The fundamental rights put forth in the Constitution of the United States of America have been under assault since the document was ratified on September 17th, 1787 in Philadelphia. The Constitution was almost impossible to ratify and has proven to be even more difficult to amend (there have been only 27 amendments enacted since the Constitutions ratification, requiring either both Congressional bodies to propose an amendment with a two-thirds vote or by two-thirds of state legislatures calling Congress to hold a Constitutional Convention, then requiring either three fourths of the state legislatures approving of the congressional amendment or by three-fourths of the states holding ratifying conventions that approve the amendment) indicates what a powerful and well-drafted blueprint for a nation the Constitution of the United States of America is.
Often, when people speak of their "rights" they either are referring to the rights afforded citizens under the Bill of Rights which are enumerated as the first ten amendments to the Constitution. However, there are a number of freedoms expressly provided for in the Constitution and more by individual states (as states can grant more rights than the Constitution but cannot restrict or infringe on those set forth in the Constitution) that are being violated and/or are under direct assault.
Freedom of speech:
Two of the most recent examples of rights being curtailed that are explicitly defined in the Constitution are the freedom of speech and property ownership. The former of these two examples is known as Campaign Finance Reform (McCain-Feingold Act of 2002) - making it illegal for "electioneering communications" to be funded by corporations, nonprofits, and unions 30 days before a primary election and 60 days prior to a general election. In other words, they are not allowed to run political ads expressing their point of view in endorsing or opposing a political candidate - a clear violation of free speech.
McCain-Feingold was sold to the American people as a way to "get the money out of politics" placed there by special interest groups, lobbyists, corporations and unions. But the real effect has been to dictate who can and who cannot spend money on political ads - a direct equation as money equals free speech communications.
Private property rights:
The second of the aforementioned two examples is perhaps the more egregious of the two, taking away a person's private property through a process known as condemnation via eminent domain. Kelo v. New London (545 U.S. 469) was a case brought up to the Supreme Court of the United States in 2005 wherein a private property owner sued the city of New London, Connecticut to keep possession of their land. In that case, a developer proposed to buy a track of existing homes, clear the land and build a new development that would bring the municipality more in tax revenue. By way of eminent domain (a process in which a government may take property from a private citizen at market/fair compensation for public use).
Because the Supreme Court sided with the city of New London, it set a precedent that any government may use condemnation through eminent domain to take private property from any individual or group of land owners not for public use, but for bettered tax revenues.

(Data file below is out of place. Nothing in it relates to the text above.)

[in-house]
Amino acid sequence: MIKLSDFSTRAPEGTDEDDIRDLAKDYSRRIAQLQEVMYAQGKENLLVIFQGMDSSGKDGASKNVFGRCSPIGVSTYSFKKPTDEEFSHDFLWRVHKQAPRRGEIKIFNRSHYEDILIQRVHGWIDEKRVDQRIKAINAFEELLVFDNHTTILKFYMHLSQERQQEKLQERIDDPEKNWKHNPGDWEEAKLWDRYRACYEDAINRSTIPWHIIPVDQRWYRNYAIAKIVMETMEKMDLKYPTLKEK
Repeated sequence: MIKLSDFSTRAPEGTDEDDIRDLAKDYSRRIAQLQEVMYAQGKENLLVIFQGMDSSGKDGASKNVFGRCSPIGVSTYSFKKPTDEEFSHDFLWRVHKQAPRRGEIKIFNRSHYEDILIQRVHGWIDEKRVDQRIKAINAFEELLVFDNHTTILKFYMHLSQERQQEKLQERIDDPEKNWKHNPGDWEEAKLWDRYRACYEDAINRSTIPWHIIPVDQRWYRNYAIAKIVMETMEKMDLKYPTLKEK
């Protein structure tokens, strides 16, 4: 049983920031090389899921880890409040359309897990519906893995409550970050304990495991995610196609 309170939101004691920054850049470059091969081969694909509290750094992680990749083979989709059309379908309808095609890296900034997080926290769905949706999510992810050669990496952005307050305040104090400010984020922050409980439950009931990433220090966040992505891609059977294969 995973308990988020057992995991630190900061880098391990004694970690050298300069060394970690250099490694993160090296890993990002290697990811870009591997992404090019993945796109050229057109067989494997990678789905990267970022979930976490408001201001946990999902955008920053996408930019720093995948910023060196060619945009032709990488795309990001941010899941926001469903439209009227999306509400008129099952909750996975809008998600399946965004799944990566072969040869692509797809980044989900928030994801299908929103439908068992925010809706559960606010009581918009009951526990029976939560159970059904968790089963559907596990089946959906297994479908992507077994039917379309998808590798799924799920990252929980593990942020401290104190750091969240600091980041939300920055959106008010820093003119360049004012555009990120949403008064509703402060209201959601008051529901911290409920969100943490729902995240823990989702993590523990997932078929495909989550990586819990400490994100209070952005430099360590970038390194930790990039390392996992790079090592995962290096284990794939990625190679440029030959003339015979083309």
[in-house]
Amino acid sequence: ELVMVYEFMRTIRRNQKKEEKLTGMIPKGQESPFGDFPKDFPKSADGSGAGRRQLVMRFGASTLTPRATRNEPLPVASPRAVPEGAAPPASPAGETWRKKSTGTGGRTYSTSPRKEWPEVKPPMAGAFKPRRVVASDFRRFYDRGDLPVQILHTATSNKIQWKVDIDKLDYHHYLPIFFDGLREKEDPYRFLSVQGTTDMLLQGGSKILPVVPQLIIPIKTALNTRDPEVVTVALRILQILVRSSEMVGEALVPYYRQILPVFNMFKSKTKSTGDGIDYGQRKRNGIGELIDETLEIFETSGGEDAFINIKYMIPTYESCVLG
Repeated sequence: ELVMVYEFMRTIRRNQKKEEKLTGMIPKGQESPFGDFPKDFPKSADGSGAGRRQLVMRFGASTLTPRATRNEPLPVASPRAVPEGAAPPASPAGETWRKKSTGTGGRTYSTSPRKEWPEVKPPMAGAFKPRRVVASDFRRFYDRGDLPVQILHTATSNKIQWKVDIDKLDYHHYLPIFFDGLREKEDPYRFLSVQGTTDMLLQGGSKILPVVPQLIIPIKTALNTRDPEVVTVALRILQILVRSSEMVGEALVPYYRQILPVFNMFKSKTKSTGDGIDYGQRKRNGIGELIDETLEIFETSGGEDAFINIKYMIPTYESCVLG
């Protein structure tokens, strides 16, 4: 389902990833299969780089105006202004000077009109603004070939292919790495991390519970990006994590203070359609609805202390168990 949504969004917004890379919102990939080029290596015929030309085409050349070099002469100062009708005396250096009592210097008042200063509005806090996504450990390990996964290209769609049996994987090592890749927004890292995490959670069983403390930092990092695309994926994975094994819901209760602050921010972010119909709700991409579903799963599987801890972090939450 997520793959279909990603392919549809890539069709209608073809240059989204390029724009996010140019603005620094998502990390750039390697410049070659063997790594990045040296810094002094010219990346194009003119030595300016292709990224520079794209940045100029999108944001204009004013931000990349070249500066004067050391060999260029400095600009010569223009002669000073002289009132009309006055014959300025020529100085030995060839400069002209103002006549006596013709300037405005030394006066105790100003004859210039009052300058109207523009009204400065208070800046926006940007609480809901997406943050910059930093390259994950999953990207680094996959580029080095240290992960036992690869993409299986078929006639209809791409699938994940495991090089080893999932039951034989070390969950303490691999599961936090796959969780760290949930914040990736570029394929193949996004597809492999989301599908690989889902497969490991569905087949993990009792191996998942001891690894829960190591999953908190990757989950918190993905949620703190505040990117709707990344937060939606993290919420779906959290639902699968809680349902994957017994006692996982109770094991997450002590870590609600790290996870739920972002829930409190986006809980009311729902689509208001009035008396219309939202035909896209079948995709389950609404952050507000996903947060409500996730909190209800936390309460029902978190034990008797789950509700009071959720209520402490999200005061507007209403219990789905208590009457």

Even freedoms not enumerated expressly in the Constitution are being slowly infringed; take for instance Cleveland Ohio's power company, FirstEnergy.
FirstEnergy distributed to every one of their consumers two 23-watt compact fluorescent light bulbs (CFLs) at the bargain price of $21.60 (even though FirstEnergy bought the bulbs for only $3.50 each), to be repaid via a .60c monthly reimbursement over three years on their electric bill. And for such an apt, environmentally responsible action, that $21.60 includes a minor assessment to cover the estimated loss FirstEnergy will encounter from their consumer's saving energy by using the CFLs that FirstEnergy provided. As the Cleveland Plain Dealer's journalist Kevin O'Brien wrote, "Think of it as paying money to save money so FirstEnergy won't lose money."
Into the private sector the government inserts itself ever more. From the stimulus bills signed by two presidents to the direct instruction by elected officials, the government is subverting the private free market, corrupting the balance of supply and demand. The latest is the regulation of corporate pay and/or bonuses and possibly the mandate of buying private insurance by means of health care reform.
In the state of California, the legislature is in the process of banning all trans fats sold in restaurants to protect consumers; while in New York City, the mayor has proposed reducing sodium in both restaurant food and packaged food (NYC has already sought to reduce sugar intake).
Consumers are being denied free choice to consume what they as adults wish to consume. While these may first appear to be minor instances, they are a testament to a greater iniquity. Laws are passed typically for the protection of citizens' collective safety (e.g. mandating seat belts, illegalizing narcotics, et cetera) but not for the prohibition of personal choice.
The phenomena of political correctness; originally intended not to give offense to certain groups or demographics, it is now the paralyzation of thought to speech and the taskmaster of every mainstream media outlet, boardroom, conference room, hospital, classroom, airport, train station, restaurant, church and any other public place.
But the list goes beyond property and personal rights, it extends to human rights. As Human Rights Watch reports, one in ten of children being held in juvenile facilities have been sexually abused by a staff member and another 2.6 percent have reported being sexually abused by another youth.